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A Quantum Theory of Internet Value

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Although word leaked out early, Google will today press ahead with a launch of what it describes as a "print" version of the Internet.

Google Print apes Amazon's "Search Inside The Book" feature, where you can sorta, kinda, give yourself the illusion that you're in a real library. A search term pops up references to the term in a number of books with which Google Inc. has made the pre-requisite arrangements. This is a narrow selection, naturally governed by commercial imperatives, and these commercial imperatives are not to be dismissed lightly. Unlike a real library or archive, those relationships are purely commercial. So searching for say, "Kant" or "Usury" in Google Print will give you a very different set of answers to what you'd get from an authoritative archive.

Quite unlike a real library.

And here's the rub. The fact that Google now "sucks" is in a large part not Google's fault: Google simply reflects what it can see, and most of the Web is simply invisible to Google, as it now lies behind closed doors. Google's aggressive, but essentially dumb robots can only get so far. We're painfully aware that Google's lack of specificity leaves its robots chomping through thin air, dead pages, or trackbacks, more often than not.

Here's why we feel so disappointed.

When "the Internet" was unveiled to a doughnut-eating public a decade ago, we were promised unlimited access to vistas of encyclopedic knowledge. Every body would be connected to every thing, and we would never be short of an answer. What with the abundance of information, and the costs of transporting information approaching zero, the world would never be the same again.

Of course, a decade on, we know that real economics have prevailed. Information costs money. Those transport costs certainly aren't zero. And faced with a choice of a million experts, people gravitate towards experts with a good track record: i.e., for better or worse, paid journalists, qualified doctors or other centers of expertise.

Taxonomies also have been proved to have value: archivists can justify a smirk as manual directory projects dmoz floundered - true archivists have a far better sense of meta-data than any computerized system can conjure. If you're in doubt, befriend a librarian, and from the resulting dialog, you'll learn to start asking good questions. Your results, we strongly suspect, will be much more fruitful than any iterative Google searches.

So this leaves us with a question, which is how has the failure of "the Internet" to live up to its promise not been investigated in more depth? We've seen an economic bubble come and go, based on "the Internet", but no one has really asked where the value went. So how come our "Internet" went AWOL, while we weren't looking? Where did it go, exactly?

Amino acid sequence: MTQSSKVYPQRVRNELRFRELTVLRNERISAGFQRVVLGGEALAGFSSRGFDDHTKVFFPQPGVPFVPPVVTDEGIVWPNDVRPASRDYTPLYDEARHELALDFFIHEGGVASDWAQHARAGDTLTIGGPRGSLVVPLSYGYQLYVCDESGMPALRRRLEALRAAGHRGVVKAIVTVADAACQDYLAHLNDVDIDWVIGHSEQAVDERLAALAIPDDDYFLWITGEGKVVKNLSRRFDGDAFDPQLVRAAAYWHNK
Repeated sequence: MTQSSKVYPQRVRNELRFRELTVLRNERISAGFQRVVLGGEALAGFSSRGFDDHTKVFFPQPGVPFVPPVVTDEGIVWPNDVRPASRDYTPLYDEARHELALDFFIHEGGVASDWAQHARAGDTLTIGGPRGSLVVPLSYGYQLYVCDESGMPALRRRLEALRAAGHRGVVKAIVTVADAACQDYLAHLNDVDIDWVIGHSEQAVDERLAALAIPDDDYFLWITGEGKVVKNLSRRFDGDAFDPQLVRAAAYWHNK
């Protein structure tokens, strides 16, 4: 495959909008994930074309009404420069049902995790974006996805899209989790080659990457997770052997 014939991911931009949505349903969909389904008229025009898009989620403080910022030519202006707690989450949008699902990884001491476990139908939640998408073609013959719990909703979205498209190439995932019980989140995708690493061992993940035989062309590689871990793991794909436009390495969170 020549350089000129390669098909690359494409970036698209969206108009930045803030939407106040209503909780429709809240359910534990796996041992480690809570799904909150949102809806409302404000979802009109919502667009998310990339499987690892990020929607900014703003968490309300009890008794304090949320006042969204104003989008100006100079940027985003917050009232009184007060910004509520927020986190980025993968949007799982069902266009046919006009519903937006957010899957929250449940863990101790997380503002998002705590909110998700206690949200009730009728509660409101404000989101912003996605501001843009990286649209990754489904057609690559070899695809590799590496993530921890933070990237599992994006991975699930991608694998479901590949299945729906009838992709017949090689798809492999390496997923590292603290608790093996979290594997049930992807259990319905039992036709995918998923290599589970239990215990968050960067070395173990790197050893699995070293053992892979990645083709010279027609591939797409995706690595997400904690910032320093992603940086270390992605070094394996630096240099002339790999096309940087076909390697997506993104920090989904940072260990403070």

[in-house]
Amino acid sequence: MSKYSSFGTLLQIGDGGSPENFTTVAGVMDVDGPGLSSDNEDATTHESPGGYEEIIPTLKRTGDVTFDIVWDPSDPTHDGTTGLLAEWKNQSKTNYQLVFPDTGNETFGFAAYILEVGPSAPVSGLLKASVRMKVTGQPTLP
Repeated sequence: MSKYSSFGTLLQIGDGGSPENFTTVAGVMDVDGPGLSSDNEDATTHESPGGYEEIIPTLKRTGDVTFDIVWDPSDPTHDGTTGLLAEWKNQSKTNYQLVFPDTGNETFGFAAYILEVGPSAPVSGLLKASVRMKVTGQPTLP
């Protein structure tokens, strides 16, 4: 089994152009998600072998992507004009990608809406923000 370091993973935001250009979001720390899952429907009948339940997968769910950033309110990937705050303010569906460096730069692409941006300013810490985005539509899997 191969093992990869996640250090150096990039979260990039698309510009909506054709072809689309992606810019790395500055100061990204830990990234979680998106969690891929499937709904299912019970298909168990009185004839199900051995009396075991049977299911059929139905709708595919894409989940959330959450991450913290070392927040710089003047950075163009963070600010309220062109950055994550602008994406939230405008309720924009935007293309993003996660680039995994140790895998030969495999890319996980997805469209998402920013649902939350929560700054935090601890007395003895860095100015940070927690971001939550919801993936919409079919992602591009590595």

To fill this vacuum, we have a theory. It's completely fatuous of course, but in the absence of any serious critical analysis from the techno-boosterists, we feel compelled to present it nonetheless.

There must be, quite simply, a quantum amount of Internet utility. What was great then, in 1994, must surely be equally good now, and equally useful now, in 2004. And although the Internet in 1994 presented the inquisitive punter with an odd but promising mulch of academic riches and egomaniacs, the Internet of 2004, filled as it is with trackback garbage, mindless lists and hucksters must be of equal value. After all, things are always getting better, right?

And so it must follow that the medium must retain its value, otherwise the hype, for all these years, will have been an awful waste of our time. Hence, as the real archives of value disappeared from the public Internet, we saw some really rather frantic attempts to promote fads such as "blogging" in their place. (Yesterday's "portal" is today's "blogger", who is tomorrow's ... well, who knows what it will be called. Surely something suitably earthy, grassroots and populist).

Whatever it's called, it doesn't really matter. What's important is to keep the faith in a single "Internet" alive.

Of course, around the world, people simply pick up communication tools and fashion their own communication networks. At a convivial dinner recently, John Perry Barlow asked me why no one had written a story about how the most powerful organizations in the world were dependent on the most awful, antiquated and dysfunctional technology. Well, I ventured (to a deafening silence), maybe they were making ruthless choices, and really weren't too slavish about following techno-fads. Maybe the answer is in the question.

The disappearance of "the Internet" - in its c.1994 incarnation isn't too much to worry about. It never really existed, and what we must value is the information archives we have now. If in doubt - ask a librarian, while you can still find one. ®

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